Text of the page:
A 50-year-old librarian at the University of Oxford exceeded her fundraising target during a 10K race for Muscular Dystrophy UK.

Clare Kavanagh raised a total of £340 in the Bidwells Oxford race for the charity that supports people living with one of more than 60 muscle wasting and weakening conditions.

Ms Kavanagh, a college librarian at Mansfield College, was inspired by her cousin Liz's three sons who live with Duchenne muscular dystrophy.

This wasn't her first time participating in the Bidwells Oxford 10K as she had also run the race in 2017 with her daughter Charlotte who ran in the junior race.

thisisoxfordshire: Liz's three sons live with Duchenne muscular dystrophy

She said: "I've just turned 50 and wanted to do something for me.

"I certainly wouldn't describe myself as a natural runner, but I find being outdoors good for my headspace.

“I certainly wouldn’t describe myself as a natural runner, but I find being outdoors is good for my headspace and I’ve joined a women’s running group, 261 Fearless Club Bicester, which has been a great help.

“The Oxford 10k has such a great atmosphere and it’s a real community event.

"And of course, I did this for Liz’s sons, James, Joshua, and Myles as they are a huge inspiration to me.”

Ms Kavanagh has long been a supporter of Muscular Dystrophy UK, with her family fostering a close-knit involvement with the organisation for nearly 10 years.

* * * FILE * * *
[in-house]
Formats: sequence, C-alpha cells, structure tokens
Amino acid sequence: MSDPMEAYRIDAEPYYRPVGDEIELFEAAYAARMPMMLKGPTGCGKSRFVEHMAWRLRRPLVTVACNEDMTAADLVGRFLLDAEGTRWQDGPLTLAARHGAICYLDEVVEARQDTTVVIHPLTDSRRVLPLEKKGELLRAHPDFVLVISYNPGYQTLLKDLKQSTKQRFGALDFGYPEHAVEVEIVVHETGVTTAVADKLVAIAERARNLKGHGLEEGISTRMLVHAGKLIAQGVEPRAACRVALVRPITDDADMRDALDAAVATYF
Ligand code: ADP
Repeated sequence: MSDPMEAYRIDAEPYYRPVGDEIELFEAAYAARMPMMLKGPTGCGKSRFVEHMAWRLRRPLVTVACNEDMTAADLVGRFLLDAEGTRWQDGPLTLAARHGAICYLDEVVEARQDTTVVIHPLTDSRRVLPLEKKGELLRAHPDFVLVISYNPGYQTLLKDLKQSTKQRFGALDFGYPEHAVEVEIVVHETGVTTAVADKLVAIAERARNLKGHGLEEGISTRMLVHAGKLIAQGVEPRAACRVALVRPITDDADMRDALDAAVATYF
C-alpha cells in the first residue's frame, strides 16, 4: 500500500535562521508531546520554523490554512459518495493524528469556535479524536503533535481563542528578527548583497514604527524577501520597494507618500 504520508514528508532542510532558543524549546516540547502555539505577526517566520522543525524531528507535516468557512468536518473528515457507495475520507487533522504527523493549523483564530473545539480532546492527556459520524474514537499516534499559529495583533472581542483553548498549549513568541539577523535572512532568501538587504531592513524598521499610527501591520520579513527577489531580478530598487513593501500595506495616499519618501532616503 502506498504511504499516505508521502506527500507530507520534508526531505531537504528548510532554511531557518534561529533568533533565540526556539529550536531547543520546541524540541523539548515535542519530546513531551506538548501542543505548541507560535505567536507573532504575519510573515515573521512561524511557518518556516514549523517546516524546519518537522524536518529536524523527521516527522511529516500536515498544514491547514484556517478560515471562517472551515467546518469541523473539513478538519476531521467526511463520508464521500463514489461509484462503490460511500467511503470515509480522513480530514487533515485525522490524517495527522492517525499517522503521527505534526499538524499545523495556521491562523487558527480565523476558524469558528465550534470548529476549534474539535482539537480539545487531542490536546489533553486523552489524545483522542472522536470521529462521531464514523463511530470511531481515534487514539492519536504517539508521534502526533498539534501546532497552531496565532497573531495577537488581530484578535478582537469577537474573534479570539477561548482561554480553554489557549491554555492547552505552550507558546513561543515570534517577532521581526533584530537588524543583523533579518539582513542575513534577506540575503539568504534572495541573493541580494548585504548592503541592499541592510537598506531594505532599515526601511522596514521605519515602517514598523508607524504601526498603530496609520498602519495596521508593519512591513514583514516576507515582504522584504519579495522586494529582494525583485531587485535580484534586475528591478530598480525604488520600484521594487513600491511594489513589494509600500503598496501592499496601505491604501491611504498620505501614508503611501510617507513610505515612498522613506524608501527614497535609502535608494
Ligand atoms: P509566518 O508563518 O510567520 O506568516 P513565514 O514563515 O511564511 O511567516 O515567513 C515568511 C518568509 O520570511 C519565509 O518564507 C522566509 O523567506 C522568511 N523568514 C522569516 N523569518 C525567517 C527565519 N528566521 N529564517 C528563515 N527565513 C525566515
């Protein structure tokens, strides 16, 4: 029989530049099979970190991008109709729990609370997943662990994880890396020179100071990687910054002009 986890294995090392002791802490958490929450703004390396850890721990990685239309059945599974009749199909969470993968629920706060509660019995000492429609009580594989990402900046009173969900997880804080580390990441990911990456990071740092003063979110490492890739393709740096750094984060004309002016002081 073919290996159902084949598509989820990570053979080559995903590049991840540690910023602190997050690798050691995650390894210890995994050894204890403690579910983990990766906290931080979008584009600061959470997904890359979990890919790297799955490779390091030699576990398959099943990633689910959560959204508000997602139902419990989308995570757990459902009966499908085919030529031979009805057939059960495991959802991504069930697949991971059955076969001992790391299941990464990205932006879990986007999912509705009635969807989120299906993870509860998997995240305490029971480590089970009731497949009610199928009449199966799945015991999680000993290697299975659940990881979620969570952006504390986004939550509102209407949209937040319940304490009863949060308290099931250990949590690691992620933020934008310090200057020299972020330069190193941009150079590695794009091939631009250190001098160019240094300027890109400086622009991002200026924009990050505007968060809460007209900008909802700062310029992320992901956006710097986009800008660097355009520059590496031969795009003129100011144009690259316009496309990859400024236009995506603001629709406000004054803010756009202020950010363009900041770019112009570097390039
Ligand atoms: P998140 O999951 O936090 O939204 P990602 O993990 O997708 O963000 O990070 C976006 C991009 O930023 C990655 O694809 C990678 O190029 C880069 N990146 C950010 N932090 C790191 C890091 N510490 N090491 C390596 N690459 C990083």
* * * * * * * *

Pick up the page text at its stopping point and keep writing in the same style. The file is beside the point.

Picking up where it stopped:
Back in December 2013, her cousin Liz's son, James, was diagnosed with Duchenne muscular dystrophy following a blood test after Liz and her husband Sean noticed changes to his core strength.

thisisoxfordshire: Ms Kavanagh has long been a supporter of Muscular Dystrophy UK, with her family fostering a

At first, doctors thought James was just developing slowly.

When he started having trouble getting up from the floor and showed significant muscle weakness, they sent him for blood tests.

The diagnosis came while Liz was pregnant with her twin boys, Joshua and Myles, who were later found to also have the condition.

The family has raised nearly £100,000 through their Muscular Dystrophy UK family fund, I Fight For James, embracing challenges such as skydiving, zip wire challenges, running the London Marathon, and, in Ms Kavanagh's case, the Oxford 10K.

Duchenne muscular dystrophy is a muscle-wasting condition caused by the lack of a protein called dystrophin.

It usually affects only boys and about 100 boys with Duchenne muscular dystrophy are born in the UK each year.

There are around 2,500 boys and young men known to be living with the condition in the UK at any one time.